I was born in Amdo Rebkong, Tibet. I choose the phrase “I was born…” on purpose in contrast to “I’m from Tibet’ or “I’m from Qinghai province” because the former provides a specific location and meaning of my historical background for the readers. Saying “I’m from Qinghai province” emphasizes the Chinese political demarcation that can dominate discourse on Tibetans’ birthplace and origin, especially amongst young Tibetans inside Tibet. If a young Tibetan from Tibet is being asked about their birthplace and origin in Tibet, they will likely say that they are from Qinghai (青海), Sichuan (四川), Gansu (甘肃) or Yunnan (云南). I would say that this is still quite pervasive amongst young Tibetans from Amdo and Kham. However, it doesn’t mean that they’re not aware of Tibetan history and their cultural background when referring to their birthplace and origin. Colonial education and integration have been shaping their mentality implicitly. I think we sometimes need to pay close attention to these seemingly trivial details about Tibet.
Having said that, when approaching the concept of Tibet, we are in the conversation with someone’s—this could be collective too—experience, memory, and imagination of Tibet. In exile, there are Tibetans who have never been to Tibet but their idea of it is communicated, narrated, and constructed through their imaginations. Unlike them, I left Tibet for India after finishing middle school and have lived in various countries since then. The geography, the community, and the Tibetans I grew up with are always present in my memory. But my memory of my country itself is almost two decades old despite my regular interactions with my family, relatives and friends inside Tibet. I sometimes call it a distant memory, for my memory of Tibet has many gaps and silences. Alongside the imagination and the memory, the experience of living inside Tibet or the recent experience of leaving Tibet behind is another aspect when approaching Tibet.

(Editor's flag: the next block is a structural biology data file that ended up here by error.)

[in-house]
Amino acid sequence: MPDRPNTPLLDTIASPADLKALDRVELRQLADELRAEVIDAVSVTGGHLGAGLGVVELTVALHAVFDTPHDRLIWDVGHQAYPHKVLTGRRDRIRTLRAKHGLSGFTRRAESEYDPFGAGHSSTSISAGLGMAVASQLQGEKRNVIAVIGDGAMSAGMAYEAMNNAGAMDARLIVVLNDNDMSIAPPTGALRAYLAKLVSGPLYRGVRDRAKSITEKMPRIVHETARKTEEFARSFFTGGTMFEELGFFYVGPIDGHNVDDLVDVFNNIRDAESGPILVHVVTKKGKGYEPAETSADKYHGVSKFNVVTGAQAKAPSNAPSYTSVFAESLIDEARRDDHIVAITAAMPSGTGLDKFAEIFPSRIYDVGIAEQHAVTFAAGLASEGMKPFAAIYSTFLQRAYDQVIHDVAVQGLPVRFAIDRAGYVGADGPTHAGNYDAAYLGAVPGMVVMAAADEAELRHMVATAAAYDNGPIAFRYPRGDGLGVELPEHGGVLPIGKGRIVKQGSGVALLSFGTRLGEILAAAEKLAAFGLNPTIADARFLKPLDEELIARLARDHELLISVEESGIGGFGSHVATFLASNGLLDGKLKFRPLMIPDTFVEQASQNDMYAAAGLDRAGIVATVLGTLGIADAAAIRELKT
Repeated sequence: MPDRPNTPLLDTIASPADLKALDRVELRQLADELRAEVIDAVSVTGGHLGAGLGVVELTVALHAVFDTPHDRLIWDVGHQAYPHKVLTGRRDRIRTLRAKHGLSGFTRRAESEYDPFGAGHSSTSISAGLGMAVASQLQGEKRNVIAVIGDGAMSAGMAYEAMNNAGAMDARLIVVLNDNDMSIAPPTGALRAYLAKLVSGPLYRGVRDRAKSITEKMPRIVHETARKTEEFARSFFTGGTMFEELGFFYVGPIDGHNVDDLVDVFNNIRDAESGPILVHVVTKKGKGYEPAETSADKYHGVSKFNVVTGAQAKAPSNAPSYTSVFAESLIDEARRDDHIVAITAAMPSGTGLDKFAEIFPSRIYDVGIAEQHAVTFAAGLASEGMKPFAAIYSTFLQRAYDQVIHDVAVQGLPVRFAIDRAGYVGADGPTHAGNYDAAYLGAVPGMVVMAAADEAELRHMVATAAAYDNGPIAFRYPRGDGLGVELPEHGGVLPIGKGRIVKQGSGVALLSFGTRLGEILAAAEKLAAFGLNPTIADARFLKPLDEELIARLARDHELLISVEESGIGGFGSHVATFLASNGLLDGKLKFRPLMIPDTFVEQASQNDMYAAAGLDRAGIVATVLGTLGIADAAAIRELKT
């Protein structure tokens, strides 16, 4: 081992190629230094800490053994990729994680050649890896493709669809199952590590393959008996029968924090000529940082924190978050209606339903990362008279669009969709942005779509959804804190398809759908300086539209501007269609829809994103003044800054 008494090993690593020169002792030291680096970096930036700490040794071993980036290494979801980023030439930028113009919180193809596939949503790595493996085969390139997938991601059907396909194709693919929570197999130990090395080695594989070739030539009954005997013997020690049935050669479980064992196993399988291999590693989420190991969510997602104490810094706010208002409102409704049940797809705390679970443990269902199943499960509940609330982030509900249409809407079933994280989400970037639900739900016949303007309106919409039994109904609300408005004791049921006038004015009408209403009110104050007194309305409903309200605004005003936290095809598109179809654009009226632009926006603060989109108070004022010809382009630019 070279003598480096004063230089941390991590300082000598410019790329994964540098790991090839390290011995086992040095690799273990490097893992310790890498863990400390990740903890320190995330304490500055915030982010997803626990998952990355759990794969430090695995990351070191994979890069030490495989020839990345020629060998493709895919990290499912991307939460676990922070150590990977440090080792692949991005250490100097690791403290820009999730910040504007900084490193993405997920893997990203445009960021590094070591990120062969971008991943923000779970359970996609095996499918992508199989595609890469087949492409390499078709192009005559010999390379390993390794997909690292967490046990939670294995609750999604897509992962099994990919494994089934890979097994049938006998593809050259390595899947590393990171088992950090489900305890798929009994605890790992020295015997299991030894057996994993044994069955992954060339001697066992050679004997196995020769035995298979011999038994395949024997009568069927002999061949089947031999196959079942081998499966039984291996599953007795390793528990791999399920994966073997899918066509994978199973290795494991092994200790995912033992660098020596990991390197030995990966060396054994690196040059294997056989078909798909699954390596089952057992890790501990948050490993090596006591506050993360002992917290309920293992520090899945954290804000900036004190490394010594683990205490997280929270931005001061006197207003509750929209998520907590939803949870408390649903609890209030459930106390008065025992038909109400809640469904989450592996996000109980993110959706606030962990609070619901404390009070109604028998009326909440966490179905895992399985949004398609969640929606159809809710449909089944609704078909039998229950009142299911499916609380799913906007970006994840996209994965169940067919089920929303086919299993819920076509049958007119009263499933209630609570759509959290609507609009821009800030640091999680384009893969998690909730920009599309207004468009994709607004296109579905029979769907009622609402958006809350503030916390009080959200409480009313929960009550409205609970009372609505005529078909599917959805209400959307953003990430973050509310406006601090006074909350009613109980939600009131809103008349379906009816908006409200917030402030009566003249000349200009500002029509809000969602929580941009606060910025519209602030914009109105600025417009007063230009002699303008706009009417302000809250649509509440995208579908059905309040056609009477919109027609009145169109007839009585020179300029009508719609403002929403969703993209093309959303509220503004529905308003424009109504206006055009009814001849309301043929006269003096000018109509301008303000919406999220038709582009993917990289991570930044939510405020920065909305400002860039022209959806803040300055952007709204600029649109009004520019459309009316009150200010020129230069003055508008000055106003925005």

I often notice the discourse of authority and authenticity amongst the language of imagination, memory, and experience in Tibetan communities in exile. The latter—those who have living experience of Tibet—think that Tibet should be understood merely through experience. In other words, those who have the experience believe that they have greater authority and more authentic views of Tibet. I regard this attitude as both problematic and simplistic. Maybe sometimes, our imagination is as powerful as the experience of knowing Tibet. We therefore shouldn’t put one understanding above another. Rather, imagination, memory, and experience are all great vehicles in approaching Tibet. The more vehicles we have, the better— the more diverse— understanding we can have about Tibet.